and KPMG may not be directly repatriating profits, they must be
making some sort of payments to use the parent's name. PWC's Chairman
and CEO, Rathin Dutta believes the entire controversy is unnecessary
because, his company is "a member of a worldwide network of
independent firms, each of which is a national firm in its country".
He objects to PWC being described as "a multinational firm".
The real issue, however, is one of competition.
Recently, when State Bank of India advertised for an auditor, it
mandated that only firms with a turnover higher than Rs 500 crore
could apply, a caveat that shut the door on all firms except the
associates of the Big Four. And the local arms of multinationals
display a justifiable-preference for the Big Four's associates.
The Indian government will have to think long and hard about easing
curbs on the entry of multinational audit firms but it is unlikely
to do so given the political implications; why, while countries
like China and Japan are working towards a single global accounting
standard by 2005, India continues to be stuck in its groove.
The trading of charges in the ICAI-Big Four
The Big Four are subsidiaries of international firms and indirectly
pay some kind of fee to use the name.
Defence: They are Indian firms; they
neither pay any royalty, nor repatriate any money to their affiliate
partners, which, in turn, do not have any stake in them.
Charge: Since the Big Four have both
audit and consultancy firms in their fold they enjoy undue advantages.
Defence: PWC (the consulting firm's
partners could hold shares in the audit firm) acknowledges the existence
of a relationship but claims that this has been done away with.
The other firms say they never had this relationship.
Charge: The Big Four indulge in surrogate
advertising which is against Indian laws.
Defence: Audit firms are allowed to advertise
in other countries, and there is little they can do about such advertisements
being seen in India.
Charge: Internal audit should be restricted
only to accounting firms.
Defence: Internal audit is basically
a non-statutory audit and can involve anything from auditing the
production process to marketing of products.
Charge: The Big Four's presence in India weakens India's
negotiating stand at the General Agreement on Trade and Services,
which will discuss the entry of foreign audit firms into India on
a reciprocity basis by 2005.
Defence: There is no reason why this
Charge: The audit firms connected with
the consulting firms have become synonymous with them; they should
break away from the consulting firm.
Defence: The audit and consultancy firms
are separate entities there is no reason why this needs to be done.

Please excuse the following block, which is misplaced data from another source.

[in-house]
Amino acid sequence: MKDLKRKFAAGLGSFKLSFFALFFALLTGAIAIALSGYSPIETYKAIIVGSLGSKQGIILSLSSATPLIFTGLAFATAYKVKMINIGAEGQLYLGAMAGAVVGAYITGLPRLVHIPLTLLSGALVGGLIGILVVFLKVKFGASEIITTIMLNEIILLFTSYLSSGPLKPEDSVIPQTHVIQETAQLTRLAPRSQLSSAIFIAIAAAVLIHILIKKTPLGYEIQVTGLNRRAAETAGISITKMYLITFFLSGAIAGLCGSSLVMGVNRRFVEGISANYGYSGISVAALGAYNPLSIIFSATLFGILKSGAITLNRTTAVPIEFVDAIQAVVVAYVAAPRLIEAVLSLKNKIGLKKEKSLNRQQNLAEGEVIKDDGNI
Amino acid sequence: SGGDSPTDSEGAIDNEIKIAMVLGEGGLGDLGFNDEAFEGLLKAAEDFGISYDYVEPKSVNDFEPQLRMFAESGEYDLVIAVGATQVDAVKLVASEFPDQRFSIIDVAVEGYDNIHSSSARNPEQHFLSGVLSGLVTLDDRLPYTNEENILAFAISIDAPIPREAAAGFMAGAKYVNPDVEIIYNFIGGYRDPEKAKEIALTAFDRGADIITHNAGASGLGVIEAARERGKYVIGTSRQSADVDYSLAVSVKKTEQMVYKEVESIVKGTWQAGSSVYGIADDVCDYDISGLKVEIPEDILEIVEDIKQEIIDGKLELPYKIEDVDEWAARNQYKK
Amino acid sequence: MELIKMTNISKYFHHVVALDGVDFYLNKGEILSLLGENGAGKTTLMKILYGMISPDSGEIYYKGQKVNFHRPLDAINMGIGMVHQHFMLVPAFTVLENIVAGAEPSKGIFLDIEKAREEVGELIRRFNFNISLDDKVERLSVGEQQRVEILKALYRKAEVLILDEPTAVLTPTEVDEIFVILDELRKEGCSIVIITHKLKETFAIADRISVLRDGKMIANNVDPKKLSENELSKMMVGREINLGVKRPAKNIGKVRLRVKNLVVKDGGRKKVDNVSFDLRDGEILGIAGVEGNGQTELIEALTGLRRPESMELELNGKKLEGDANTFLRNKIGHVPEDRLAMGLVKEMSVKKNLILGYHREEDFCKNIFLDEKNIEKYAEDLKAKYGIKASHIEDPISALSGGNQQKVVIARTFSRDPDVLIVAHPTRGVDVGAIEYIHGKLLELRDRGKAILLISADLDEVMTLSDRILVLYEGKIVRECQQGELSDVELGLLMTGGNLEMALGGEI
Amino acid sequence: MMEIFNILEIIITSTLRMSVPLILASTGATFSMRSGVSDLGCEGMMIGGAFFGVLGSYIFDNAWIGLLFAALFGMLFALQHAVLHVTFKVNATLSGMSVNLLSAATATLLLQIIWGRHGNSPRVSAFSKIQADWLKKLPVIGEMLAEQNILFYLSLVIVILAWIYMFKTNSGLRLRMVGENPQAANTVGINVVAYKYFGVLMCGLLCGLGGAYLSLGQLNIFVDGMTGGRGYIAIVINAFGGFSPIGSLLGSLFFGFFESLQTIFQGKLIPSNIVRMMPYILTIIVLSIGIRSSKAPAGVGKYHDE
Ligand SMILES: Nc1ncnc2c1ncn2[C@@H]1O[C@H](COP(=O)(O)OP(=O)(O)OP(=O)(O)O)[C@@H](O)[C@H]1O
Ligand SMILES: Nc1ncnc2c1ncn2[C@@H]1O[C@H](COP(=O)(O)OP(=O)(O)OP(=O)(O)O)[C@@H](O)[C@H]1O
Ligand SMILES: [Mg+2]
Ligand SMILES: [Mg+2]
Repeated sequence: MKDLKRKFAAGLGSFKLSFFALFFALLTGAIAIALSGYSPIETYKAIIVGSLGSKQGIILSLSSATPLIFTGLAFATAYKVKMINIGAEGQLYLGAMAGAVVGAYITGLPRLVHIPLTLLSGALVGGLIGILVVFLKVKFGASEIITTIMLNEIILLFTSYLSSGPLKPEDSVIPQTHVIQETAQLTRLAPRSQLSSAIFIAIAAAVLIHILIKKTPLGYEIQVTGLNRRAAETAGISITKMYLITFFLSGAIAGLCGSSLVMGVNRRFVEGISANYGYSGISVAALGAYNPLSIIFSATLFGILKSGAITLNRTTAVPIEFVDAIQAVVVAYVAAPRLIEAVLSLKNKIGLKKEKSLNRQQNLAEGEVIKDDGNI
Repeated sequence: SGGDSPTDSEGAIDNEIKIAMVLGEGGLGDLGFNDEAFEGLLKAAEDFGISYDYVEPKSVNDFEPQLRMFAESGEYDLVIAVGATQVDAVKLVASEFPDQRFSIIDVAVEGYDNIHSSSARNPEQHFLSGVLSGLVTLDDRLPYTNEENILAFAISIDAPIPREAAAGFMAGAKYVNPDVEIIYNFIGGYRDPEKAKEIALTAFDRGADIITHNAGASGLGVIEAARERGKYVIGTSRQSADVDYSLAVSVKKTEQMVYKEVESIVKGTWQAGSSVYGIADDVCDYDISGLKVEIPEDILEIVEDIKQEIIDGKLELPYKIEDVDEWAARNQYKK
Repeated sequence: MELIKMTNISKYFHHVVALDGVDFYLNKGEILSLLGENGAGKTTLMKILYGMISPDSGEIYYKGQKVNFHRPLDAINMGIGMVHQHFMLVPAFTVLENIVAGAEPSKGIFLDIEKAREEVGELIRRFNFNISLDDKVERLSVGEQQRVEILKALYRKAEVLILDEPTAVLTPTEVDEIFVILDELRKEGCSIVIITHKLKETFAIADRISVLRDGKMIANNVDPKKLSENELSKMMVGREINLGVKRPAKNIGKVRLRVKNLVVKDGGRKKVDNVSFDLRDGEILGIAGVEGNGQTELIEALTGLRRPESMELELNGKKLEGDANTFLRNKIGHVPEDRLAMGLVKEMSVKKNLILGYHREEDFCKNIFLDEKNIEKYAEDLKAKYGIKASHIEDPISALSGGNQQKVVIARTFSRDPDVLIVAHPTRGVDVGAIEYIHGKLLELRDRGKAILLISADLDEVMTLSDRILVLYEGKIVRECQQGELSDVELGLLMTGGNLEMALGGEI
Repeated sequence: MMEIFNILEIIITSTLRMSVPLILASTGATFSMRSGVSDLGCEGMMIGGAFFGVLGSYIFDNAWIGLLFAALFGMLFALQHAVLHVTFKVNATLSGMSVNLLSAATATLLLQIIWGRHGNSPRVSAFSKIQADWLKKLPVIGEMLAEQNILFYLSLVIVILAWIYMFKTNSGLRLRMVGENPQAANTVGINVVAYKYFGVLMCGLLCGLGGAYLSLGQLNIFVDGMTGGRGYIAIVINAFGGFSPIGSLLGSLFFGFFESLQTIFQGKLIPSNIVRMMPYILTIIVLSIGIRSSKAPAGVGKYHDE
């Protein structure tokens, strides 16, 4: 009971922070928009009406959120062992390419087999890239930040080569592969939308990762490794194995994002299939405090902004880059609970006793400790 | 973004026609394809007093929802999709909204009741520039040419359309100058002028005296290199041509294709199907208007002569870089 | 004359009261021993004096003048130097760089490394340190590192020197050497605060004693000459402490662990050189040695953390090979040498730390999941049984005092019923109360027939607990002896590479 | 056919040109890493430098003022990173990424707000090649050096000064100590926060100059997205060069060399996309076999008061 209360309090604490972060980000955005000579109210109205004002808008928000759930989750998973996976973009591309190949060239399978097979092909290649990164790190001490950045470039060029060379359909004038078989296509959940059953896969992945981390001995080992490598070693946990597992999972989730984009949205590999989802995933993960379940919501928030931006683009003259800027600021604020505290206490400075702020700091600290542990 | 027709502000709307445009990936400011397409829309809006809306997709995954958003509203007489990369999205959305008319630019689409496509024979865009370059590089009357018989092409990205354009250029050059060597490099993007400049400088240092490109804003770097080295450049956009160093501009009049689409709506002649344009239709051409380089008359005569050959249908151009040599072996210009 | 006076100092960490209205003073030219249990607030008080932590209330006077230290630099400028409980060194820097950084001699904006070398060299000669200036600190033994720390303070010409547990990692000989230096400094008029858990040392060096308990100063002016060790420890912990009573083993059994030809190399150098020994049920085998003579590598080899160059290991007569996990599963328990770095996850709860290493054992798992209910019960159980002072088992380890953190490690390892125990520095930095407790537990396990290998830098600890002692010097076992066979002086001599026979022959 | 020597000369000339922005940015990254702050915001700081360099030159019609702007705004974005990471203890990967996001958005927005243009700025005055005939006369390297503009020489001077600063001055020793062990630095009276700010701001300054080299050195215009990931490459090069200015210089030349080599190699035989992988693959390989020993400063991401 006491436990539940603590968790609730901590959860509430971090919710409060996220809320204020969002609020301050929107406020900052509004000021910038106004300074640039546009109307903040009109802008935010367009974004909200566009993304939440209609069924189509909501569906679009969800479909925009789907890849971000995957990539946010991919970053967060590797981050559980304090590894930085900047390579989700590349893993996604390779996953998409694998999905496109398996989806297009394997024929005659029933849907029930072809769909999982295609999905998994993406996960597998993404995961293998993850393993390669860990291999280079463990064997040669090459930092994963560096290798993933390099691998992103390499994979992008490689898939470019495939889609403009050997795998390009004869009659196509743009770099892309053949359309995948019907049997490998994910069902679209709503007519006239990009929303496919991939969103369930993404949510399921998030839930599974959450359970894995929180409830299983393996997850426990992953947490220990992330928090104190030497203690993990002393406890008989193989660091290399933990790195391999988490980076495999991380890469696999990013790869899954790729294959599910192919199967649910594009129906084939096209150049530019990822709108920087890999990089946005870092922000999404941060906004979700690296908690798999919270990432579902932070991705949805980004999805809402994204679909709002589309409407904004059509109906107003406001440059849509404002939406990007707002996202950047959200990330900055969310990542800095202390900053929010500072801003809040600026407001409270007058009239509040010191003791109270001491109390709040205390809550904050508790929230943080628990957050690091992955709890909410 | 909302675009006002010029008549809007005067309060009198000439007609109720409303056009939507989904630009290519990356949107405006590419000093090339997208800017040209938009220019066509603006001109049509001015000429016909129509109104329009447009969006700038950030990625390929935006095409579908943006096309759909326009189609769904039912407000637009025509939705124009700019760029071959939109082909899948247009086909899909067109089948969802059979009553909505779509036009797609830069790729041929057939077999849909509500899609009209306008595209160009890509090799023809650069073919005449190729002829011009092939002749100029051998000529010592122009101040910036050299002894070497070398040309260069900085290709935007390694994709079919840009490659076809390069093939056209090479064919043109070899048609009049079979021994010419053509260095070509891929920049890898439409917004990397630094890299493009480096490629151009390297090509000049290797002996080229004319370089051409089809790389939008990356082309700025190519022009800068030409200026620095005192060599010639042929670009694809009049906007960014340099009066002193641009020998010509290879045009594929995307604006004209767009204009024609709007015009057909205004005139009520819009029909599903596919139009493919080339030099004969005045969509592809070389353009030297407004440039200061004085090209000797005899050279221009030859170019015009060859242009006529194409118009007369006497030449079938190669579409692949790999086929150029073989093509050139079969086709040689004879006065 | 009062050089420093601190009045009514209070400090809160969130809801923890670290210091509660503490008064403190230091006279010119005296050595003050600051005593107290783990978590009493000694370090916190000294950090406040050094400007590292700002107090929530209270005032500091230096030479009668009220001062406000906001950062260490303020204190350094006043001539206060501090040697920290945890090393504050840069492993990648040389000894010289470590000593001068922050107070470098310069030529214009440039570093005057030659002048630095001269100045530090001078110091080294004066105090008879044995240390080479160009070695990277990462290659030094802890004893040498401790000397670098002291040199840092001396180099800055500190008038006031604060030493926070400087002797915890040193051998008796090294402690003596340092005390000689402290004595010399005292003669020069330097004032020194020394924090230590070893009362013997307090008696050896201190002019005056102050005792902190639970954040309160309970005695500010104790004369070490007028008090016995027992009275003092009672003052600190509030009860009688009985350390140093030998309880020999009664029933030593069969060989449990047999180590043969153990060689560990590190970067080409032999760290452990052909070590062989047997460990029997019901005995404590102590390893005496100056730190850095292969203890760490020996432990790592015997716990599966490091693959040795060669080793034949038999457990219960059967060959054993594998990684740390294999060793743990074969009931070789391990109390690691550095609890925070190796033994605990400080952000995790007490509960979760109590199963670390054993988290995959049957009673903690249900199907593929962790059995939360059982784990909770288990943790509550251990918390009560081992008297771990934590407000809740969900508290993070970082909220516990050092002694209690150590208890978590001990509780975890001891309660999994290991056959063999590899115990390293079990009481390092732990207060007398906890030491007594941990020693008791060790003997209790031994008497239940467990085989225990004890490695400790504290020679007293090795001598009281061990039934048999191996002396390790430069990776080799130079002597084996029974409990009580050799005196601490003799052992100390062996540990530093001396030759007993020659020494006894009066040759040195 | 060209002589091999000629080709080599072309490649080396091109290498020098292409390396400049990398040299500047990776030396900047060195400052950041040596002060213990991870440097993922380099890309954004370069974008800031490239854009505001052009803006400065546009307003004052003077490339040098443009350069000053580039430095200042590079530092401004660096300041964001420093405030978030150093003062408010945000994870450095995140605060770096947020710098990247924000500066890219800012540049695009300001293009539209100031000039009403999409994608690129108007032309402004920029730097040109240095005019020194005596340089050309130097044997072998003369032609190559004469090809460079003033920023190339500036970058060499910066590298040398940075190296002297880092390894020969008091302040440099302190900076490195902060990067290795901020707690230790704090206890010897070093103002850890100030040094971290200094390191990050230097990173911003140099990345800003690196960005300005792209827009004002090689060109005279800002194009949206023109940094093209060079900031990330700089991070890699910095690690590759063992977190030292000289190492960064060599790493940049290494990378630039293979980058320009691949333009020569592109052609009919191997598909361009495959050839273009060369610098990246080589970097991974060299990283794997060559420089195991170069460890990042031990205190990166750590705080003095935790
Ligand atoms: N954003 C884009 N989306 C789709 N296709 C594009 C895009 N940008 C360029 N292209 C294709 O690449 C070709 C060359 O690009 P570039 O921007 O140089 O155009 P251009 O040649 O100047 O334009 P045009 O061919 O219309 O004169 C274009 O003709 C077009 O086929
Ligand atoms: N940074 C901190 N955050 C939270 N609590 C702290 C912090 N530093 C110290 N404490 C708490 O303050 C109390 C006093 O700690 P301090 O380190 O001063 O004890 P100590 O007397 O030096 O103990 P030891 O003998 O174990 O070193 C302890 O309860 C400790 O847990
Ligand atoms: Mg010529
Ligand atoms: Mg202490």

Illusory Spectrum Woes
Hiving its retail business will cripple IOC.
telephony companies, especially those providing services in the
metros, claim the lack of spectrum is one reason for the poor quality
of service (dropped calls, quality of reception, and the like).
Numbers provided by India's telecom regulator show how far this
is from the truth. Next time around, patient customer, protest.
Our take on who's right, who's not.
The Centre for Science and Environment tests samples of 12 leading
brands and finds that all of them (including Coca Cola and Pepsi)
contain pesticides in quantities far higher than those prescribed
by European Union safety standards.
The Company Version: Our
products meet all prescribed Indian standards.
After tests of its own, the government announces that the pesticide
content in products of the two companies, is well within prescribed
We'd like to wait for the Joint Parliamentary Committee investigating
the issue to present its findings.
Worms in Cadbury Chocolates
Fungi and worms are found in chocolates.
The Company Version: It's
not us, it's the distributors. However, we will see whether storage
facilities at retail level can be improved.
Evidence of infestation has been found in too many samples to dismiss
it as a one-off thing.
A responsible corporate should work towards improving its distribution-level
processes rather than pass the buck.
Metro flouting India's
The Indian retail and wholesale trade alleges that Metro, a German
retail giant that recently entered the wholesale business in India,
is actually flouting Indian laws by dabbling in retail.
The Company Version:
We respect local laws.
Metro is focusing on sales to retailers and institutions.
The government should allow multinationals to enter the retail trade,
and Metro doesn't seem to have flouted any rules as yet.
Killer Cotton Seeds
Activists allege that genetically modified BT Cotton seeds (resistant
to the boll worm) is destroying native seeds and could soon put
farmers at the mercy of multinational seed companies.
The Company Version:
International experience shows BT Cotton is safe.
cotton yield per acre is among the lowest in the world.
The environmental interests of the country must be protected, but
it would be absurd to boycott GM seeds.